Updated: August 7, 2018
There are some colors that shout the period when they were made. Think of fluorescent colors in the 60’s, avocado green, harvest gold, brown, and pumpkin in the 70’s, and those country colors of dusty rose, natural white, and that greyed blue of the early 80’s.
Eventually most of these colors combination become fresh and new again but in the meantime they just end up looking dated.
This can be a serious turn-off for making a needlepoint, especially one that will be a gift.
I found myself in just this situation. I saw a charming canvas that is a perfect present on eBay and bought it. But when it arrived, although I love the design, the colors are those 80’s colors and if I stitch it that way it will look dated and dull.
When you are faced with this problem, you need to update the color scheme to currently popular or classic colors. Virtually all color schemes, no matter the actual colors, are based on the standard color schemes, such as analogous or complementary. Once you know this you can change the colors to a similar scheme in different shades of the same colors.
The scheme I had was unpainted canvas (i.e. natural), two shades of that greyed blue, a tarnished grey, and four shades of dusty rose. That’s red, white, and blue, definitely an easy scheme. Here are two ways to update it, Classic and Current.
natural becomes white or a classic light cream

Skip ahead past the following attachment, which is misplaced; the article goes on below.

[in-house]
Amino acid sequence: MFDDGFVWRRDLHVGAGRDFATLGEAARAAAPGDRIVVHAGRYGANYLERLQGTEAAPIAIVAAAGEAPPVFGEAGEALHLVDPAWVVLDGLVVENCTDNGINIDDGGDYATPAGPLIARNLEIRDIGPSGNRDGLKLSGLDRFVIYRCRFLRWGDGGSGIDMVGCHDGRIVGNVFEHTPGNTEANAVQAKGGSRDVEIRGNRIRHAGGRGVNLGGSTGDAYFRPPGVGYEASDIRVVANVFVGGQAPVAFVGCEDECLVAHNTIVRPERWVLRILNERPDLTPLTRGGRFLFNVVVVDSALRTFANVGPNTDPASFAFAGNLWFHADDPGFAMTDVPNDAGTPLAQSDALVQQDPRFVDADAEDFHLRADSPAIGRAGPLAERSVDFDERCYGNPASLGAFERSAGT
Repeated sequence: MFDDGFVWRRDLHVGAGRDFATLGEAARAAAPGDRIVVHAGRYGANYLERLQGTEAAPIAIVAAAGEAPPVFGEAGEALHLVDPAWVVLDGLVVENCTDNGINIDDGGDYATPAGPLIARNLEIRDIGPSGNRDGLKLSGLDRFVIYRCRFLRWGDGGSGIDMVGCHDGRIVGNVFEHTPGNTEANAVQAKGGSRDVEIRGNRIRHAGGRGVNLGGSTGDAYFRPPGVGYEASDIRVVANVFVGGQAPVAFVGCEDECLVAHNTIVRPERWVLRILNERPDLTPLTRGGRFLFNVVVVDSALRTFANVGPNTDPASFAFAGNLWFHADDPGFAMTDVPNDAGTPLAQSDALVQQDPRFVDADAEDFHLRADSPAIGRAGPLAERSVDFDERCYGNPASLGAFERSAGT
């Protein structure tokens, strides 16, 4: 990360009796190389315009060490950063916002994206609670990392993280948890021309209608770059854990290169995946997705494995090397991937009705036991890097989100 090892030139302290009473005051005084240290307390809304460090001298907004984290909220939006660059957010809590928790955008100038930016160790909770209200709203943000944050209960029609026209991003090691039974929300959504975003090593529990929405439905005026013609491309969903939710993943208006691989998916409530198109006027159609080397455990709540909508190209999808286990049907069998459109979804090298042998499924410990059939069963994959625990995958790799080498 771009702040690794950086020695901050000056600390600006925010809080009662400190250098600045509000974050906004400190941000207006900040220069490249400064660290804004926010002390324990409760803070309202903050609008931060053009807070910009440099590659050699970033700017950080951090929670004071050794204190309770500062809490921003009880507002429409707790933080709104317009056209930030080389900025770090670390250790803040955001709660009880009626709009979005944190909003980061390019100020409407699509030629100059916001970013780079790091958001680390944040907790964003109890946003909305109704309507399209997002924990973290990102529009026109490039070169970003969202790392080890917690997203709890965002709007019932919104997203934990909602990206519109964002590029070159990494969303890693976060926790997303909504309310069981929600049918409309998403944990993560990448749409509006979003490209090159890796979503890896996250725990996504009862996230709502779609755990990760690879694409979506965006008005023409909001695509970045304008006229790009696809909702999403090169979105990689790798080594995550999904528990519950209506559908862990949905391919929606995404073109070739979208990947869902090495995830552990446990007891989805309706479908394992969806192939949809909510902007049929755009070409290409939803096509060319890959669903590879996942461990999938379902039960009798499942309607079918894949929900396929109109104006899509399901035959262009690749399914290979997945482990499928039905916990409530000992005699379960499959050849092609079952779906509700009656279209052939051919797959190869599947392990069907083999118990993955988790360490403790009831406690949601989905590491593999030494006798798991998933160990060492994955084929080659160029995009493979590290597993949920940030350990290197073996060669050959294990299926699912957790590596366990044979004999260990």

blue becomes navy and sky blue
dusty rose becomes shades of red (no pink, that would be preppy) in a narrow range from red to burgundy
natural becomes a washed out pastel shade of aqua (blue-green) or pink (I haven’t decided which, or pure white
blue becomes a dark teal and the light blue became a very sparkly silver or blue metallic
dusty rose became four shades of pink berry colors, similar in value but more saturated.
I’m stitching in the current schem and so far it look fantastic! The picture above shows how the design looked when stitched with a similar, but current, color scheme.
About Janet M Perry
Janet Perry is the Internet's leading authority on needlepoint. She designs, teaches and writes, getting raves from her fans for her innovative techniques, extensive knowledge and generous teaching style. A leading writer of stitch guides, she blogs here and lives on an island in the northeast corner of the SF Bay with her family
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